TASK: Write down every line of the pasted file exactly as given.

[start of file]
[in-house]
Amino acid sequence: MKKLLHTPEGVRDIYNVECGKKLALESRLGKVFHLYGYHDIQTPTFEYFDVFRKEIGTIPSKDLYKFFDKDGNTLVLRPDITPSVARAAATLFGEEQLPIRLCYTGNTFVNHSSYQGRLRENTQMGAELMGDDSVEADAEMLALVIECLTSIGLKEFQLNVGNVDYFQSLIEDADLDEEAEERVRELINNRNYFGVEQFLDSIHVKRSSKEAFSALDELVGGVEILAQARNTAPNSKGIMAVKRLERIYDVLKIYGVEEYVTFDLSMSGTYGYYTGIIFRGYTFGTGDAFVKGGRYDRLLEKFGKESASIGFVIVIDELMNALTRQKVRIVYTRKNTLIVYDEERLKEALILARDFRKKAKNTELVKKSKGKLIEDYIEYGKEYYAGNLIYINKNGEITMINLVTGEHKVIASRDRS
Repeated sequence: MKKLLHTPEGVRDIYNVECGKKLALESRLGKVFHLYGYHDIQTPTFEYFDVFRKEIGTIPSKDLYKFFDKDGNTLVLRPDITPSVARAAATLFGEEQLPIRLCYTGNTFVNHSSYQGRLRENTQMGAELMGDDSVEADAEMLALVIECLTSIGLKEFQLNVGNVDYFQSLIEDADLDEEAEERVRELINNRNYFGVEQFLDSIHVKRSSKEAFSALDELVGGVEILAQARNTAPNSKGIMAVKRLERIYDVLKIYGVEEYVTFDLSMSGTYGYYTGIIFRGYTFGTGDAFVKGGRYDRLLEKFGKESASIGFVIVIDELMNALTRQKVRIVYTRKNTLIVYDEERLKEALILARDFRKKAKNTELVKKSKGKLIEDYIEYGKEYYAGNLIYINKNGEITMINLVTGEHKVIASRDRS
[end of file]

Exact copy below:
[in-house]
Amino acid sequence: MKKLLHTPEGVRDIYNVECGKKLALESRLGKVFHLYGYHDIQTPTFEYFDVFRKEIGTIPSKDLYKFFDKDGNTLVLRPDITPSVARAAATLFGEEQLPIRLCYTGNTFVNHSSYQGRLRENTQMGAELMGDDSVEADAEMLALVIECLTSIGLKEFQLNVGNVDYFQSLIEDADLDEEAEERVRELINNRNYFGVEQFLDSIHVKRSSKEAFSALDELVGGVEILAQARNTAPNSKGIMAVKRLERIYDVLKIYGVEEYVTFDLSMSGTYGYYTGIIFRGYTFGTGDAFVKGGRYDRLLEKFGKESASIGFVIVIDELMNALTRQKVRIVYTRKNTLIVYDEERLKEALILARDFRKKAKNTELVKKSKGKLIEDYIEYGKEYYAGNLIYINKNGEITMINLVTGEHKVIASRDRS
Repeated sequence: MKKLLHTPEGVRDIYNVECGKKLALESRLGKVFHLYGYHDIQTPTFEYFDVFRKEIGTIPSKDLYKFFDKDGNTLVLRPDITPSVARAAATLFGEEQLPIRLCYTGNTFVNHSSYQGRLRENTQMGAELMGDDSVEADAEMLALVIECLTSIGLKEFQLNVGNVDYFQSLIEDADLDEEAEERVRELINNRNYFGVEQFLDSIHVKRSSKEAFSALDELVGGVEILAQARNTAPNSKGIMAVKRLERIYDVLKIYGVEEYVTFDLSMSGTYGYYTGIIFRGYTFGTGDAFVKGGRYDRLLEKFGKESASIGFVIVIDELMNALTRQKVRIVYTRKNTLIVYDEERLKEALILARDFRKKAKNTELVKKSKGKLIEDYIEYGKEYYAGNLIYINKNGEITMINLVTGEHKVIASRDRS